According to a World Bank report, starting a business in Dubai and the wider United Arab Emirates (UAE) has got a whole lot easier over the last year, confirming what thousands of foreign-owned businesses existing in the country already know.
The report, Doing Business 2013: Smarter Regulations for Small and Medium-Size Enterprises, which is published each year, says the UAE has jumped 24 places in the rankings. At 22 out of more than 180 countries, it is now the easiest country in the Arab world to start a new venture. Comparable economy New Zealand comes out top, with Oman at 73, Saudi Arabia 78, Bahrain 88, Jordan 103, Qatar 109, and Kuwait 142. The MENA regional average is 108.
So what exactly does it take?
The Doing Business report says that to start a business in the UAE, it requires six procedures. It takes eight days, costs 6.0% of income per capita and requires a paid-in minimum capital of 0.0% of income per capita. Income per capita is a measure of the total income generated by a population – a country, region or city – divided by the number of people in that population.
A strong financial sector is vital in underpinning the growth of any nation. Dubai and the wider UAE are well served in that respect, with many of the world's greatest multinational banks represented throughout the country. Banks that exist there such as HSBC, Barclays, Citibank are renowned across the globe not only for their expertise of international finance, but also for the breadth of the services offered. Many a trading company rely on vital import and export services such as documentary credits and export loans in order to survive. These services would be nothing but a pale shadow if not backed up by the incredible knowledge possessed by these impressive and respected financial institutions.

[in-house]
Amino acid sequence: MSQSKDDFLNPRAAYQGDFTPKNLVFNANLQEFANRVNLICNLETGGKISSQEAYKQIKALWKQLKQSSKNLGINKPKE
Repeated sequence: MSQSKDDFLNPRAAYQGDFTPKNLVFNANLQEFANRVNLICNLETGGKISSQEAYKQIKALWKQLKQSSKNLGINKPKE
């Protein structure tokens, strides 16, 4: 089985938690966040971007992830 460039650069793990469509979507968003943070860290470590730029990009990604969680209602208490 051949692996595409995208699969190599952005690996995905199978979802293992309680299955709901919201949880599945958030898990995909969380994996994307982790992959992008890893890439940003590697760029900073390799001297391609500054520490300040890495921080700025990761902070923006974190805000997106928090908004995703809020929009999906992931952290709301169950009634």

'Off-shore' and 'On-shore' activity
Observers often neatly divide the UAE economy into 'off-shore' or free zone activity and 'on-shore' activity – a simplistic analogy which is rather a false division in the hard-headed business world. More likely these observers are referring indirectly to ownership rights. The reality is, foreigners can be involved in both on-shore and off-shore activity. They are, however, only allowed to own up to 49% of any on-shore business. A UAE national must own the other 51%. By contrast, foreigners are allowed to own 100% of any off-shore business.
The central location of the UAE in terms of emerging markets is key to understanding the phenomenal growth of the off-shore, free zone business model in recent years. But that is only part of the story. The UAE also introduced a relaxed taxation and regulatory environment, which has done much to attract the thousands of businesses from all over the world which are now successfully operating in the country.The World Bank report, however, highlights another important piece of the jigsaw. The ease of trading across borders. Globally, the UAE ranks fifth out of 185 economies, an incredible 74 places above the MENA regional average.